October 1, 2008
Political Forum Sparks Dialog On Local Foods
by Nate Rafn
When Darlene Hooley announced her retirement in February 2008, she left the door wide open for a hotly contested six-man race for her seat in the U.S. Congress.
Hooley represents Oregon’s 5th Congressional District, a portion of Northwest Oregon that includes Marion, Polk, Tillamook, Clackamas, Benton, Multnomah, and Lincoln Counties.
Farms, nurseries, dairies, vineyards, and timber businesses provide thousands of jobs throughout the district, which is home to some of the world’s best farmland.
On September 10th, candidates for Hooley’s congressional seat attended the Local Food & Farm Forum to debate agricultural issues facing consumers and small Oregon farmers. Friends of Family Farmers, a nonprofit advocate for socially responsible agriculture, hosted the event at the Canby Adult Center.
Farmers, rural residents, and local food advocates attended the forum, hoping to voice concerns about the next Farm Bill, urban development, and local food distribution.
“Family farmers, who are working to get their products into markets and schools, don’t have high flouting lobbyists on Capital Hill.” said Kendra Kimbirauskas, co-president of Friends of Family Farmers. “This gives people an opportunity to have a one on one conversation with the next congressman.”
After a brief meet-and-greet, the candidates took their seats on stage and introduced themselves. Audience members guided the discussion by submitting questions on note cards. Each candidate was allowed two minutes to answer.
Independent candidate Sean Bates gained favor from the crowd with his staunch opinion on lobbyists.
“Every other lobbyist that walks into my office would…get shown the door and a rather rude hand gesture,” said Bates, earning him a few chuckles and scattered applause. Bates, who describes himself as “a man of the people,” promised to keep in close contact with his constituents.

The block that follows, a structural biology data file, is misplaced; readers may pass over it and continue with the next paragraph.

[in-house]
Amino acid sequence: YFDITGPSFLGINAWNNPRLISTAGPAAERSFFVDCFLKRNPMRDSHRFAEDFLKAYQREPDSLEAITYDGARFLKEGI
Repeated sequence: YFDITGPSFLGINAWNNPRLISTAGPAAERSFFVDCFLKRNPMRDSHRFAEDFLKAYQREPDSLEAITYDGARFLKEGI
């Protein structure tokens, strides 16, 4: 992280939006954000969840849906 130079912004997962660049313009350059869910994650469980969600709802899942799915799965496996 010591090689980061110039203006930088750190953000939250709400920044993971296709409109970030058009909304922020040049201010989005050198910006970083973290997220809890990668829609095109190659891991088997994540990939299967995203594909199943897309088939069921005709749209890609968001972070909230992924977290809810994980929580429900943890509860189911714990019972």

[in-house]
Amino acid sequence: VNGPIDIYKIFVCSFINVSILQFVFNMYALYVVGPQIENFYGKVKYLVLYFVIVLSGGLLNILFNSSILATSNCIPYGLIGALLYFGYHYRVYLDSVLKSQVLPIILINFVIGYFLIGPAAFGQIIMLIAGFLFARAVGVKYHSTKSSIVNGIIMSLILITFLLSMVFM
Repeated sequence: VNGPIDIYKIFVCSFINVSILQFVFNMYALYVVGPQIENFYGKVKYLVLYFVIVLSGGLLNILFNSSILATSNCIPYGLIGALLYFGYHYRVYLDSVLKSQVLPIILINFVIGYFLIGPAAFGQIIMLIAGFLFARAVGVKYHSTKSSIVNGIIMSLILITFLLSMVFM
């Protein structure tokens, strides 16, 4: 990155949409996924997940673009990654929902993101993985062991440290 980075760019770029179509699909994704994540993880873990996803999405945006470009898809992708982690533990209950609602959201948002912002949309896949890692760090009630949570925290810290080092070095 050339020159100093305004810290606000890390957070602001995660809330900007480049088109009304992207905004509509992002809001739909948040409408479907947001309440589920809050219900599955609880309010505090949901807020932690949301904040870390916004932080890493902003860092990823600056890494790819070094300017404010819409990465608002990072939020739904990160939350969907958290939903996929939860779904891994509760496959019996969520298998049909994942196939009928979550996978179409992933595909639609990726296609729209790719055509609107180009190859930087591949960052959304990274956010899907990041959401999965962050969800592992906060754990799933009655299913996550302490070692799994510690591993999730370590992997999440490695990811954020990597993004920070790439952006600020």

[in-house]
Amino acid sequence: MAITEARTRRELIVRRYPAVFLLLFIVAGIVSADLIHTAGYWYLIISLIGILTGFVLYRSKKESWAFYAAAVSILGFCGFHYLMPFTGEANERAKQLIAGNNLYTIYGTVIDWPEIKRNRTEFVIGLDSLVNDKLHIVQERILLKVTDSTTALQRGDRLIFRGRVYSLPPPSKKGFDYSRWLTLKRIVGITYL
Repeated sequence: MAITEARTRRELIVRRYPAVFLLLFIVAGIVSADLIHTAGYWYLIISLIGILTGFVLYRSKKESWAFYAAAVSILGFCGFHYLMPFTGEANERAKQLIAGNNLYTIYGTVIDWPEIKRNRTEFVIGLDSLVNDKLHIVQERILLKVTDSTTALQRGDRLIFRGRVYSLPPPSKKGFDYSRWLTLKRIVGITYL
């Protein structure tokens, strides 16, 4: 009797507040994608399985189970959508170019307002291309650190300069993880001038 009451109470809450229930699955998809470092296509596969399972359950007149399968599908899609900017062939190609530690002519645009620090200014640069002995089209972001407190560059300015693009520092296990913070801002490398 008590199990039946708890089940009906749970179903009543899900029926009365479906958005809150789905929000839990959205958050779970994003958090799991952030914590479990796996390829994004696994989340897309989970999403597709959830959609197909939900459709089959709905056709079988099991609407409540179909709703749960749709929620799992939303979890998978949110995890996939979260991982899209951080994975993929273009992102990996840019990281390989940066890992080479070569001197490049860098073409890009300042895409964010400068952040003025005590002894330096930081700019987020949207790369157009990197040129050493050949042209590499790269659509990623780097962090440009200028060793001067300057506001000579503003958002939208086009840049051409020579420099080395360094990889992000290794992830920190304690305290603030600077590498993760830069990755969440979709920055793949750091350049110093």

Mike Erickson, who represents the Republican Party, ran against Darlene Hooley in 2006, losing by 11 percentage points. Given the current political climate, Erickson faces another uphill battle.
“I jumped in the race again and said ‘You know, we made some good inroads and got my message out there about being fiscally responsible and taking care of people- first and foremost,’” said Erickson.
Libertarian Steve Milligan opposes federal regulation and supports property rights for farmers.
“My stance would be to…get the federal government to step back,” said Milligan. “We know better how to use our money here in Oregon.”
“To my knowledge, there’s no authority in the Constitution for the Federal Government to be involved in farming,” said Constitution Party candidate Doug Patterson. Throughout the discussion, Patterson repeated the call for the feds to “stay out.”
Corvallis resident Alex Polikoff, of the Pacific Green Party, argued for a shift in priorities and more funding for programs that benefit small farmers.
“One hour in Iraq equals the agricultural market development grants funding for one year. That’s $15 million,” said Polikoff.
Democratic candidate Kurt Schrader used the forum to display his intimate knowledge of farming and the policies that affect it.
“I’m the only person up here…that lives on a farm, that has worked a farm [for] 25 years,” said Schrader. “I’ve had to deal with small-farm issues.”
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